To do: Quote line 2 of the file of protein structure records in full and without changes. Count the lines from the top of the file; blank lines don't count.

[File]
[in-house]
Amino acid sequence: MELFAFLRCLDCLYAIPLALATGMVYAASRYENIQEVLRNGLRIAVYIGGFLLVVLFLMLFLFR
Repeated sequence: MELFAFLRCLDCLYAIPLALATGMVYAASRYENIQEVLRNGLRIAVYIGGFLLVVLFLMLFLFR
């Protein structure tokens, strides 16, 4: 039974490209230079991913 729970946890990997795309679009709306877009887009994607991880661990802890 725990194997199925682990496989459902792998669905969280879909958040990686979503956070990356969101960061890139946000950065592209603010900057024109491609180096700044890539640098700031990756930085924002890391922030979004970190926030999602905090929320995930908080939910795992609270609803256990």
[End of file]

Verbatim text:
Amino acid sequence: MELFAFLRCLDCLYAIPLALATGMVYAASRYENIQEVLRNGLRIAVYIGGFLLVVLFLMLFLFR